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Duncan Hines, Wilton bake up new product for cake decorators

BY Ryan Chavis

PARSIPPANY, N.J. — Duncan Hines and Wilton are partnering to bring consumers the new Duncan Hines Wilton Decorator’s Choice Yellow Cake Mix to store shelves. The mix is optimized to ensure that the finished cake is smooth, cutting down on the issues of cracking and crumbing.

“Both Duncan Hines and Wilton are committed to listening to our consumers,” said Fran Hinckley, senior director of marketing at Duncan Hines. “When the opportunity arose to bring to market a cake mix that would make cake frosting and stacking easier, we immediately collaborated to develop this new product to help bakers.”

Duncan Hines and Wilton’s Decorator’s Choice Yellow Cake Mix is now available at retailers nationwide for a suggested retail price of $2.99.

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Progresso adds new soups to lineup

BY Ryan Chavis

MINNEAPOLIS — Progresso Soup, a brand from General Mills, will bring six new varieties that will suit a wide range of taste preferences, according to the company. The new additions brings Progresso's number of ready-to-eat soup selections to 90 flavors.

The new soups joining the lineup are: Tuscan-Style White Bean, Southwestern-Style Corn with Potatoes & Peppers, Progresso Light Creamy Chicken Alfredo with Pasta, Light Savory Beef Barley Vegetable, Traditional Creamy Roasted Chicken with Herb Dumplings and Creamy Tomato with Bacon and Cheese.

"Many Progresso consumers are seeking exciting new flavor options, but also are looking to manage their weight. They don't want to sacrifice great flavor while watching their calories," said Jill Haspert, associate marketing manager for Progresso Soup. "Progresso offers 40 soups with 100 calories or less per serving that are great ways to manage calories while still enjoying the creamy, savory flavors our consumers are craving."

All Progresso soups are available in the soup aisle and come with a suggested retail price of $2.39 for Vegetable Classics and $2.69 for Light and Traditional varieties.

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Study: Not getting enough vitamin D may double the risk of developing dementia and Alzheimer’s disease

BY Michael Johnsen

MINNEAPOLIS — In the largest study of its kind, researchers last week suggested that in older people, not getting enough vitamin D may double the risk of developing dementia and Alzheimer's disease. The study is published in the Aug. 6, 2014, online issue of Neurology, the medical journal of the American Academy of Neurology.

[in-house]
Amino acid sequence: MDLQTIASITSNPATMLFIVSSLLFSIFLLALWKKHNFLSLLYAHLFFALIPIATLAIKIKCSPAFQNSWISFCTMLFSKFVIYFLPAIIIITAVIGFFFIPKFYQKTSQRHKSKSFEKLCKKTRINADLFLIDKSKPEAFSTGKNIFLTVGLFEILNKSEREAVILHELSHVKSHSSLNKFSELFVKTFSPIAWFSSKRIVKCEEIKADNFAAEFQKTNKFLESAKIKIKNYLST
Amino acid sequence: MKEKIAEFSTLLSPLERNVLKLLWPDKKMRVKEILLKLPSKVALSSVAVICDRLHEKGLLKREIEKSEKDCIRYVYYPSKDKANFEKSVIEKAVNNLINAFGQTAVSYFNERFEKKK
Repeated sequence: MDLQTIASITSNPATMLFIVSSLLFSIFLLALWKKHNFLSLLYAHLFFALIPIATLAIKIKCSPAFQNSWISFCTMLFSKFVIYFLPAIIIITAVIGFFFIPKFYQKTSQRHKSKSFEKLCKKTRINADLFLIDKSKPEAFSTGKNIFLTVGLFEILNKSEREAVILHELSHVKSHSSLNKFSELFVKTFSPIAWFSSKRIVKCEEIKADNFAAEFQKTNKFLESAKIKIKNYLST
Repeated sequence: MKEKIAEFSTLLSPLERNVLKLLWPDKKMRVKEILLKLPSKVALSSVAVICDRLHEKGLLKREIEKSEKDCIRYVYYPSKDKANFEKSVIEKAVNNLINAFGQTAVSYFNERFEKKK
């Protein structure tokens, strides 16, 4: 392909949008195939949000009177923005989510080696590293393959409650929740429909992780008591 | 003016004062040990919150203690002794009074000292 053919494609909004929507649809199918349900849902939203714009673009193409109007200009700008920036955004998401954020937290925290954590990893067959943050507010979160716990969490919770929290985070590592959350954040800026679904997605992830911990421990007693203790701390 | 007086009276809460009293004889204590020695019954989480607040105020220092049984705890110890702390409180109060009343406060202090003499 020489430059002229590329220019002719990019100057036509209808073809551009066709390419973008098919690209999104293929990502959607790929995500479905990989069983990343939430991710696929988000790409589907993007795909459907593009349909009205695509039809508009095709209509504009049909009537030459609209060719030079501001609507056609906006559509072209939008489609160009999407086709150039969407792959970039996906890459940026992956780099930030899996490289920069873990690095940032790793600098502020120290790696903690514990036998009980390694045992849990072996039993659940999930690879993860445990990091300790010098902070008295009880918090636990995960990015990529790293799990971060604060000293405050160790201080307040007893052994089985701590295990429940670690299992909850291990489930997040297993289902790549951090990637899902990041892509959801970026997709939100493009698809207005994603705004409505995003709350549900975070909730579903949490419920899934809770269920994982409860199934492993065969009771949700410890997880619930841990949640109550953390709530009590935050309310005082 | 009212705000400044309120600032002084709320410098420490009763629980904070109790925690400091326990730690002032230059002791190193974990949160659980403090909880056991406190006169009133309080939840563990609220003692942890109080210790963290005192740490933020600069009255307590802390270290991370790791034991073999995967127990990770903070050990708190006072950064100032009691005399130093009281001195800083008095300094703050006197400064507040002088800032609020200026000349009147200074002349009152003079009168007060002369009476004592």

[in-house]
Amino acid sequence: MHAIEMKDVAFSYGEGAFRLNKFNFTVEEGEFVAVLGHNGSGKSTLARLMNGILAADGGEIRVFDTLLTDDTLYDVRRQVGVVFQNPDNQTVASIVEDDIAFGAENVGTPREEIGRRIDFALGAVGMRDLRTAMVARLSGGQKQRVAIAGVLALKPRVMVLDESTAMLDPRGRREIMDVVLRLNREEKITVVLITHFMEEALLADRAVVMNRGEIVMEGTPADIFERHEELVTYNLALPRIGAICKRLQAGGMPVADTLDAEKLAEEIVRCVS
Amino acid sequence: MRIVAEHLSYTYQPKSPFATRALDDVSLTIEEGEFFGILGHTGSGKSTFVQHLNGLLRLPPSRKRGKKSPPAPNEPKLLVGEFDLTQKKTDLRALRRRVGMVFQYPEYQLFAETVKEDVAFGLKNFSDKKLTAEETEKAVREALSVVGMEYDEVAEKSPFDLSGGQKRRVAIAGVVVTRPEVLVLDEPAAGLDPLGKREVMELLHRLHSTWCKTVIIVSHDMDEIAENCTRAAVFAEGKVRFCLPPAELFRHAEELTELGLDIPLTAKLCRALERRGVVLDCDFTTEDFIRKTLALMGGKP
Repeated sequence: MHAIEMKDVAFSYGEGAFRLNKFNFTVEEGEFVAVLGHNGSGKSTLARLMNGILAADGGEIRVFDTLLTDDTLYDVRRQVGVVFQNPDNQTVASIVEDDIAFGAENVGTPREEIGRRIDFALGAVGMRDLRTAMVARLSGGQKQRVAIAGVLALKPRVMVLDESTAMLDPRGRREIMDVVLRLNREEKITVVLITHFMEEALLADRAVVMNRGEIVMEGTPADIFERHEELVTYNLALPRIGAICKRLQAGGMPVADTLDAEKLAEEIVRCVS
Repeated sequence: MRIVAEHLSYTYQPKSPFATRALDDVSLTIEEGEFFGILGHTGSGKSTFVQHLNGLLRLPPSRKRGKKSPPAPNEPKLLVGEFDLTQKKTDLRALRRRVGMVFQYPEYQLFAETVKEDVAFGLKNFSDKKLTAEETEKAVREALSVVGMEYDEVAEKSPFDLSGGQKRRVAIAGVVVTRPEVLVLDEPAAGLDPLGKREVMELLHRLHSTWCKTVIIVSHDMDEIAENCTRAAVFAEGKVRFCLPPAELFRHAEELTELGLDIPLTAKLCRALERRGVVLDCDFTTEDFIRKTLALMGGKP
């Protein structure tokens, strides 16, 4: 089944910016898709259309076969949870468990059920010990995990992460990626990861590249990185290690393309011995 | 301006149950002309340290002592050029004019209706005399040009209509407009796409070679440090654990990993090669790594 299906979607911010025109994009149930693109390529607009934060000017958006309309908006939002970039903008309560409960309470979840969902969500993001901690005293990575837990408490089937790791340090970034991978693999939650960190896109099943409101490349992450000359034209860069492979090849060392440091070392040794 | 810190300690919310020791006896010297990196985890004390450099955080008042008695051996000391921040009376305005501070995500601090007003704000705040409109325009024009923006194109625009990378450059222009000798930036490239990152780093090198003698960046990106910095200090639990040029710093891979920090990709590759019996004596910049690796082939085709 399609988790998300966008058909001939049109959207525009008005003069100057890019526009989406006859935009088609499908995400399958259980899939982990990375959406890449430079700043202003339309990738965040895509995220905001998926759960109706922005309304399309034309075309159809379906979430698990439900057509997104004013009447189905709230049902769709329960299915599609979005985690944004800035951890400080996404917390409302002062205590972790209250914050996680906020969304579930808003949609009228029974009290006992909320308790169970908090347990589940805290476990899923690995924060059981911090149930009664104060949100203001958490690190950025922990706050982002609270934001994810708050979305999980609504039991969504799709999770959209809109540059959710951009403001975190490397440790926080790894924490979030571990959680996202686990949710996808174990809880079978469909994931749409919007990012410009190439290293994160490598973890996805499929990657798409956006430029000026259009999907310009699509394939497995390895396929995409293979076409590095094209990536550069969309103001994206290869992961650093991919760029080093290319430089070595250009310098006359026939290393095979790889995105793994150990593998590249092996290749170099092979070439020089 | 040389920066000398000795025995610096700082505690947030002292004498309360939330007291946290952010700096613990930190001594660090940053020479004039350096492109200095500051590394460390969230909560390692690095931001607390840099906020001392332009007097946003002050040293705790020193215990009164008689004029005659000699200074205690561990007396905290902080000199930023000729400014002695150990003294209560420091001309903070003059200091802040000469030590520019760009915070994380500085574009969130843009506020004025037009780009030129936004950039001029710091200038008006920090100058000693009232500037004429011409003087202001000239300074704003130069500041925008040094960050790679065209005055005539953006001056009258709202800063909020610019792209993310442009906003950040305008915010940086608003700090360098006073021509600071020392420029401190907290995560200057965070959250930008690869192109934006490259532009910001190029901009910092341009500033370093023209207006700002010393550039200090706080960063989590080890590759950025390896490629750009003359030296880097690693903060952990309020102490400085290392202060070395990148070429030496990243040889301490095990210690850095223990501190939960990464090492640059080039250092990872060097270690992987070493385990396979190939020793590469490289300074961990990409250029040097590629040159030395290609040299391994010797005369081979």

The study looked at blood levels of vitamin D, which includes vitamin D from food, supplements and sun exposure. 
 
"We expected to find an association between low Vitamin D levels and the risk of dementia and Alzheimer's disease, but the results were surprising — we actually found that the association was twice as strong as we anticipated," stated study author David Llewellyn of the University of Exeter Medical School in the United Kingdom.
 
For the study, 1,658 people over the age of 65 who were dementia-free had their vitamin D blood levels tested. After an average of six years, 171 participants developed dementia and 102 had Alzheimer's disease.
 
The study found that people with low levels of vitamin D had a 53% increased risk of developing dementia and those who were severely deficient had a 125% increased risk compared to participants with normal levels of vitamin D.
 
People with lower levels of vitamin D were nearly 70% more likely to develop Alzheimer's disease and those who had severe deficiency were over 120% more likely to develop the disease.
 
The results remained the same after researchers adjusted for other factors that could affect risk of dementia, such as education, smoking and alcohol consumption.
 
"Clinical trials are now needed to establish whether eating foods such as oily fish or taking vitamin D supplements can delay or even prevent the onset of Alzheimer's disease and dementia. We need to be cautious at this early stage and our latest results do not demonstrate that low vitamin D levels cause dementia. That said, our findings are very encouraging, and even if a small number of people could benefit, this would have enormous public health implications given the devastating and costly nature of dementia," said Llewellyn.
 
"It is exciting that this study’s findings supported the hypothesis that vitamin D ‘may be neuroprotective;’ however, it is important to continue investigating this association, and manage expectations for vitamin D’s isolated role in preventing complicated diseases, such as dementia and Alzheimer’s disease," commented Andrea Wong, VP scientific and regulatory affairs for the Council for Responsbile Nutrition

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